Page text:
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Can electric vehicles trigger another copper super-cycle?
What is happening in the market?
The commodity market meltdown that started in 2008 and rekindled in 2011 failed to find a bottom until early 2016 when the Bloomberg Commodity Index hit an all-time low. Copper, which is often considered a barometer of global economic health, wasn’t any different either, with its price plummeting to c.$4,300/t from the peak of c.$10,000/t in early 2011. A key reason for this carnage was China losing its economic momentum.
However, what started in 2016 is a surprising rebound in commodity market sentiment. Looking at copper in particular, it galloped 68% to hit a four-year high of $7,200/t in late 2017. While other base metals were a beneficiary of supply rationalisation and/or recovering demand, copper (being the best conductor of electricity) is believed to have gained materially from the growing optimism around electric vehicles (EVs). The Volkswagen “Dieselgate” scandal was another major catalyst for the global auto players to consider a meaningful EV market foray – Tesla being a frontrunner in the race for developing mass market EVs.
Beneficiaries of uptick in EVsSource – Copper Development Association
Since Dieselgate, copper prices have registered strong growth but global copper demand has increased by only 1.5% annually. On the other hand, aluminium and zinc’s healthy price gains have been simultaneously supported by strong demand growth (averaging 4% annually). Moreover, LME copper inventories have barely changed since 2015 and there has been a sharp YTD inventory build-up (+58%). One must not forget that 2017 witnessed a number of supply disruptions – including a 44-day strike at Escondida (the world’s largest copper mine) and so, with supply being restored gradually, inventory (and pricing) normalisation shouldn’t be surprising.
Price vs. InventorySource – London Metal Exchange
Should we expect any further material price gains for copper?
According to a report commissioned by the International Copper Association, copper demand for EVs is expected to increase from 185kt in 2017 to 1.74mt in 2027. While this is stellar growth (8.4x), it would translate into just 0.7% increase in annual copper demand through to 2027 – not a big enough change to push copper prices towards its all-time high, especially since there is ample time for miners to add new capacity (major players including Rio Tinto and BHP Billiton have already finalised capacity addition plans). In the medium-term, most original equipment manufacturers (OEMs) could instead produce more plug-in hybrid vehicles (PHEVs) and gasoline hybrid electric vehicles (GHEVs) to comply with the tightening emission norms, as commercially-viable EV production lines are still being worked out. Interestingly, compared with EVs, PHEVs and GHEVs require 28% and 53% lesser copper content, respectively.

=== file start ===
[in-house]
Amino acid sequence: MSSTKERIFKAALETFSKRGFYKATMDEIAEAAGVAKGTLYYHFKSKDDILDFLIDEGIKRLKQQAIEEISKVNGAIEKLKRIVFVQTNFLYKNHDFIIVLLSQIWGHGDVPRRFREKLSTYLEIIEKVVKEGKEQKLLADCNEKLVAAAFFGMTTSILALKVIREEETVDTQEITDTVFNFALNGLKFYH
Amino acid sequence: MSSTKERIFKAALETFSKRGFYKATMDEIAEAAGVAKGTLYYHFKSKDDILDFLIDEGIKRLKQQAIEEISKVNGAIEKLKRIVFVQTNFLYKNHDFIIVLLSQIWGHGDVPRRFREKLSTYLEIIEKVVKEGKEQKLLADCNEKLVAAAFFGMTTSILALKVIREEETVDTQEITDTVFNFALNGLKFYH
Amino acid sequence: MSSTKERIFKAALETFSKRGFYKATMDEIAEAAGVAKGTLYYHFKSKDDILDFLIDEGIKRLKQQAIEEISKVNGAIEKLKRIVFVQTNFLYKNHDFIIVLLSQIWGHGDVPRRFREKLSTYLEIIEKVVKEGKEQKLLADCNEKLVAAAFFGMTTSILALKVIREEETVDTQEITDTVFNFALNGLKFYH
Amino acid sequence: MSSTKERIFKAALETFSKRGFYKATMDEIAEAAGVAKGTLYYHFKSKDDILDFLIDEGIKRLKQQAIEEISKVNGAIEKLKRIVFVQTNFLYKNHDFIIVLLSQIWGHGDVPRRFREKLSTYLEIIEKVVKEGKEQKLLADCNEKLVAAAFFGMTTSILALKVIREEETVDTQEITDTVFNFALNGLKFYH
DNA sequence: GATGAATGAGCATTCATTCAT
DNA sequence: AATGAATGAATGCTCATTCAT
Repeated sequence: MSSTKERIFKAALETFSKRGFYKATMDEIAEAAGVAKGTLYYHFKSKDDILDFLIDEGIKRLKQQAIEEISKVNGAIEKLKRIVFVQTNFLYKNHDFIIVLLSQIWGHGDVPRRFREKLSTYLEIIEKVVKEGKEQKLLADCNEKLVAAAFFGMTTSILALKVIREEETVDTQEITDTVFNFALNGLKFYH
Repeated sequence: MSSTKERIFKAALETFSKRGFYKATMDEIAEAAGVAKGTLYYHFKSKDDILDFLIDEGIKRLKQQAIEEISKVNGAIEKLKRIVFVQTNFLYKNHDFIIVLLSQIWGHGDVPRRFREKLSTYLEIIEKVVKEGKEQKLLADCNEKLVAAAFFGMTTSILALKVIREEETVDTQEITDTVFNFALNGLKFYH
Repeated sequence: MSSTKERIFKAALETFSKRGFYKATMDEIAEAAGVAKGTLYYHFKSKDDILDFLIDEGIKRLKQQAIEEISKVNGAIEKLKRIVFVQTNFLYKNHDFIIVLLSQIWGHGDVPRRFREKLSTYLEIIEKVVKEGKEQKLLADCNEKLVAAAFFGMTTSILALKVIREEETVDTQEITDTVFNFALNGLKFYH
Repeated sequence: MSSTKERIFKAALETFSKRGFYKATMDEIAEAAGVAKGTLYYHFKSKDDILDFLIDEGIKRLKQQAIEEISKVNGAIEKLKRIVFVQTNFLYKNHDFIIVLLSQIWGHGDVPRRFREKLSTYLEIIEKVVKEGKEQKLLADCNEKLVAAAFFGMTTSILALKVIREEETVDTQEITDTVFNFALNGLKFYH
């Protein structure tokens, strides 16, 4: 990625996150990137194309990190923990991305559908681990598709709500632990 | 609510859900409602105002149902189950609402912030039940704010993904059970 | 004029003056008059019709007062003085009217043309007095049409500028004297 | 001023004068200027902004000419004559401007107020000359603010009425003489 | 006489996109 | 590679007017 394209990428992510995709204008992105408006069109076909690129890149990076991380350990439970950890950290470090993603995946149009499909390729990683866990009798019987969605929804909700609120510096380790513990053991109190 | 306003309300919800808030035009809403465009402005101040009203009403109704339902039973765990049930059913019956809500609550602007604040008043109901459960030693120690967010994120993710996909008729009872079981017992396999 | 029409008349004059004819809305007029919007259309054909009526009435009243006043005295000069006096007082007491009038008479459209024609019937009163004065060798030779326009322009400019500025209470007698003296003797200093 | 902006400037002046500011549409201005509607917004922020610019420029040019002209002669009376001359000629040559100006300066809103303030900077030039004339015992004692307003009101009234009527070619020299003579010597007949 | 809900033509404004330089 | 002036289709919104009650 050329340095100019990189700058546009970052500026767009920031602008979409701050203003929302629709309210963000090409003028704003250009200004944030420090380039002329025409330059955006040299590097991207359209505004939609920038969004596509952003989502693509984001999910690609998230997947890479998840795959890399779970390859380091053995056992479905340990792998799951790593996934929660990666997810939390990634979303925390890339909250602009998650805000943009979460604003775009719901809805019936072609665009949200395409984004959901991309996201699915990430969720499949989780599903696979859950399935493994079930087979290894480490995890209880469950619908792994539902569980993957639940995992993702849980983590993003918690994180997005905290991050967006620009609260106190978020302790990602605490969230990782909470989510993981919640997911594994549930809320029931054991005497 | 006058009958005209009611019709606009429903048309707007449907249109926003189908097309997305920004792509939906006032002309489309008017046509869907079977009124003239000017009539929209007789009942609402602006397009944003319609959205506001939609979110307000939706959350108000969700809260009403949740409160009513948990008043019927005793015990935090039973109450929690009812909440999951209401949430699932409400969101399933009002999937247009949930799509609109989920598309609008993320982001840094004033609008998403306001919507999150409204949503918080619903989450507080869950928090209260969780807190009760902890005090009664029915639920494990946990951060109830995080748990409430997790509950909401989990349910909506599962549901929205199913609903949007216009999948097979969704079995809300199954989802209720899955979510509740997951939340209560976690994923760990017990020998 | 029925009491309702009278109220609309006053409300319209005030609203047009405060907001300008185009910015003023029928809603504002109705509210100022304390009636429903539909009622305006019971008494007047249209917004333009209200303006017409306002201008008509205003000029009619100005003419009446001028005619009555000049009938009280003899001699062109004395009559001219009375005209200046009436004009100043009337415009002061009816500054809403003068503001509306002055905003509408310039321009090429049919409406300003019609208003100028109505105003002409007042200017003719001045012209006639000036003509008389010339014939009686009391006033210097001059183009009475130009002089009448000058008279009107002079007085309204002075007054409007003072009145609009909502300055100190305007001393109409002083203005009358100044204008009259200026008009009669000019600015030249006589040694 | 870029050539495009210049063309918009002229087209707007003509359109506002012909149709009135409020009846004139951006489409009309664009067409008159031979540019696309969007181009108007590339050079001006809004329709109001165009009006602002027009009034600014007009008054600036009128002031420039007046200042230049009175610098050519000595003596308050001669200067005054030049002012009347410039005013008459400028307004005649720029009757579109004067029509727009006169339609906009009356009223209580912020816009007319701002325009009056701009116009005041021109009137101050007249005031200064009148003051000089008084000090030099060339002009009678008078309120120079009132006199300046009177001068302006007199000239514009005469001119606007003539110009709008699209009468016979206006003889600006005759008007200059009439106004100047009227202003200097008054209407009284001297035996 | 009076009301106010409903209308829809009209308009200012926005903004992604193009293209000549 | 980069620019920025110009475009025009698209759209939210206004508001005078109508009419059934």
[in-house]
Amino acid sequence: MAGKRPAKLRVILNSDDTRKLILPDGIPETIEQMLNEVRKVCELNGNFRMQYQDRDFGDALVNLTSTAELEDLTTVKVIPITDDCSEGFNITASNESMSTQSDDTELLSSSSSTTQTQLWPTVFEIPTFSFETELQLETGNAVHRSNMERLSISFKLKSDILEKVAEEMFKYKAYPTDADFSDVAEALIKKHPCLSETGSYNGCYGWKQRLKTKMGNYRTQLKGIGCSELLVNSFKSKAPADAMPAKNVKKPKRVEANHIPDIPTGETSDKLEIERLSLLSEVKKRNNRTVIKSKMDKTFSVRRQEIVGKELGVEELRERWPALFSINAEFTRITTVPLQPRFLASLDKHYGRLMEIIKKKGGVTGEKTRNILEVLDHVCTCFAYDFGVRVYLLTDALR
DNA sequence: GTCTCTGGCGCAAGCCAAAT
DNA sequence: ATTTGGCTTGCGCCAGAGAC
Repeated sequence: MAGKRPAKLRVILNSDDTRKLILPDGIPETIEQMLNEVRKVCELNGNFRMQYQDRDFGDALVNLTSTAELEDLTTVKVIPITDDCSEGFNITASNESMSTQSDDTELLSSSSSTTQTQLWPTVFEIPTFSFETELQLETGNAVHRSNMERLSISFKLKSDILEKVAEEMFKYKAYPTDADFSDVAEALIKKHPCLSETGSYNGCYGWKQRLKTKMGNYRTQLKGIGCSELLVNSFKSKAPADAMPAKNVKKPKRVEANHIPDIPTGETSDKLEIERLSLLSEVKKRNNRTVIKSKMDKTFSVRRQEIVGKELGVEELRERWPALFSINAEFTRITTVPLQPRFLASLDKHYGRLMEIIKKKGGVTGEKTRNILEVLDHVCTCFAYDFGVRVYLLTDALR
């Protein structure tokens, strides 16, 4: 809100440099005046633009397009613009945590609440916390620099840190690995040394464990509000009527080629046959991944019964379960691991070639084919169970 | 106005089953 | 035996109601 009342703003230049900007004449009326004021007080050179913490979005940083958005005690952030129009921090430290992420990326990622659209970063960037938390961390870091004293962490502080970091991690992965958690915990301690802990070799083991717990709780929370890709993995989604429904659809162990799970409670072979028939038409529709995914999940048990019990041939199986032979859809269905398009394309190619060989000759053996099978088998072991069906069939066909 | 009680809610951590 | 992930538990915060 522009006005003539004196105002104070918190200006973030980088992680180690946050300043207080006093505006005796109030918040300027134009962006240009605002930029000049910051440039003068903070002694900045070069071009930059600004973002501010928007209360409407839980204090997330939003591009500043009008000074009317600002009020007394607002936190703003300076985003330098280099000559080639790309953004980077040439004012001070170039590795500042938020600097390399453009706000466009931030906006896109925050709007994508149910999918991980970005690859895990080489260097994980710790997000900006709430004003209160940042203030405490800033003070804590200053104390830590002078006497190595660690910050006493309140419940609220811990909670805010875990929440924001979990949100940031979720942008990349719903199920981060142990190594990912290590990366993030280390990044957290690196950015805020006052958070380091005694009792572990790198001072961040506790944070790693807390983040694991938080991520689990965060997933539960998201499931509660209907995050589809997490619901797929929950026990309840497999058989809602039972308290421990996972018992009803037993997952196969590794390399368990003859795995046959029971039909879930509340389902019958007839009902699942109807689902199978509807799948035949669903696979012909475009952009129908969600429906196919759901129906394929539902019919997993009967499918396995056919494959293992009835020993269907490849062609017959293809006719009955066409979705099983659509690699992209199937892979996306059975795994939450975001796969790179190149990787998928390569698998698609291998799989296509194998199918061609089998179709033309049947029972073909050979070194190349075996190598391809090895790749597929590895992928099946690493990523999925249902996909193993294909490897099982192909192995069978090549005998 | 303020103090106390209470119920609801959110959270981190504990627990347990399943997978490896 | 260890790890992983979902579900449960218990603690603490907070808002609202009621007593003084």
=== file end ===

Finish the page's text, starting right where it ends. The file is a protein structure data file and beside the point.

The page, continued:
Varying copper application across vehicle types
Source – Copper Development Association
It is also worth noting that the current demand for EVs is largely fuelled by state-sponsored incentives in the US and China, two countries which together accounted for c.75% of 2017 demand. In the US, an EV buyer can enjoy a federal tax credit of up to $7,500, which would be halved if an OEM annually sells more than 200,000 EVs (including select PHEVs). Tesla is likely to cross that mark in 2018 itself. On the other hand, China offers EV incentives of up to $15,000 per car. Such high incentives are unsustainable in the long-term and hence, any reduction in incentives coupled with cheap oil prices could reduce the attractiveness of EVs. Even BMW, one of the biggest OEMs and a pioneer in EV technology, is unsure of the EV demand prospects and, for now, plans to develop a flexible production line capable of manufacturing all three vehicle types – conventional, hybrids and electric.
Another potential impediment for copper comes from its long-standing rival – aluminium. Any sharp uptick in copper prices could compel OEMs to look for ways to use cheaper alternatives (aluminium alloys) for induction motors and wires. With cobalt prices having soared to sky-high levels, OEMs are already trying to change the EV battery chemistry, thereby reducing dependency on expensive metals.
Copper is undoubtedly a beneficiary of the EV euphoria, but any further (medium-term) runaway gains for the red metal seems unlikely.
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